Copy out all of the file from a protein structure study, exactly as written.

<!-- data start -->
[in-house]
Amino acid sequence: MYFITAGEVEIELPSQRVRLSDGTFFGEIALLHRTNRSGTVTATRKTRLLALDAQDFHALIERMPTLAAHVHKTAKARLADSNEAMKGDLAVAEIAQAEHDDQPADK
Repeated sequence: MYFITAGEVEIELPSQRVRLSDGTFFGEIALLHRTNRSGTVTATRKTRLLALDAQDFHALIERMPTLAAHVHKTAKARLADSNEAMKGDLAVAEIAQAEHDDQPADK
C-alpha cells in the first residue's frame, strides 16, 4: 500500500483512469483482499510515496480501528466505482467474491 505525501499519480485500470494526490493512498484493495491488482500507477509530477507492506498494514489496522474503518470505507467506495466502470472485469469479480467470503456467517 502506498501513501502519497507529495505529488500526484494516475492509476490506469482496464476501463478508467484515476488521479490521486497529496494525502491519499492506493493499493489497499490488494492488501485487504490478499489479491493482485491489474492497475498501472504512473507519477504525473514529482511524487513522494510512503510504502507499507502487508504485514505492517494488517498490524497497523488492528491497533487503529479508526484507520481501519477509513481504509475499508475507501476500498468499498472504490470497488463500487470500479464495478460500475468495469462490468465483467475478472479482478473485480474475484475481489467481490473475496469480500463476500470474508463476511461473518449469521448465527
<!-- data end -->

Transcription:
[in-house]
Amino acid sequence: MYFITAGEVEIELPSQRVRLSDGTFFGEIALLHRTNRSGTVTATRKTRLLALDAQDFHALIERMPTLAAHVHKTAKARLADSNEAMKGDLAVAEIAQAEHDDQPADK
Repeated sequence: MYFITAGEVEIELPSQRVRLSDGTFFGEIALLHRTNRSGTVTATRKTRLLALDAQDFHALIERMPTLAAHVHKTAKARLADSNEAMKGDLAVAEIAQAEHDDQPADK
C-alpha cells in the first residue's frame, strides 16, 4: 500500500483512469483482499510515496480501528466505482467474491 505525501499519480485500470494526490493512498484493495491488482500507477509530477507492506498494514489496522474503518470505507467506495466502470472485469469479480467470503456467517 502506498501513501502519497507529495505529488500526484494516475492509476490506469482496464476501463478508467484515476488521479490521486497529496494525502491519499492506493493499493489497499490488494492488501485487504490478499489479491493482485491489474492497475498501472504512473507519477504525473514529482511524487513522494510512503510504502507499507502487508504485514505492517494488517498490524497497523488492528491497533487503529479508526484507520481501519477509513481504509475499508475507501476500498468499498472504490470497488463500487470500479464495478460500475468495469462490468465483467475478472479482478473485480474475484475481489467481490473475496469480500463476500470474508463476511461473518449469521448465527